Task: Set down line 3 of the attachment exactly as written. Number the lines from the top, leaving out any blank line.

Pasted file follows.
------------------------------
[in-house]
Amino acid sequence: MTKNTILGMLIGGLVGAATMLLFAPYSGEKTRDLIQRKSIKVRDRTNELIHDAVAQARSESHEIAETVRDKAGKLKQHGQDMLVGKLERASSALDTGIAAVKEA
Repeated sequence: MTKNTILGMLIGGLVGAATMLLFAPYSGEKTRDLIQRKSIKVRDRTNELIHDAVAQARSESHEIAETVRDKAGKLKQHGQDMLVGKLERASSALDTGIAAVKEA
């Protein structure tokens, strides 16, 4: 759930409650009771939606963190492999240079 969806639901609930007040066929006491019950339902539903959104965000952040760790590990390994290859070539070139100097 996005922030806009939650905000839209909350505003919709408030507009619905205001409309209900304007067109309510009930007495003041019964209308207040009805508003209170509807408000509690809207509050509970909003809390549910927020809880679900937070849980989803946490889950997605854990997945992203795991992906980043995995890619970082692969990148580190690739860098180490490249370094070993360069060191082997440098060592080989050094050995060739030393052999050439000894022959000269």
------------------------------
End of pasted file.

Repeated sequence: MTKNTILGMLIGGLVGAATMLLFAPYSGEKTRDLIQRKSIKVRDRTNELIHDAVAQARSESHEIAETVRDKAGKLKQHGQDMLVGKLERASSALDTGIAAVKEA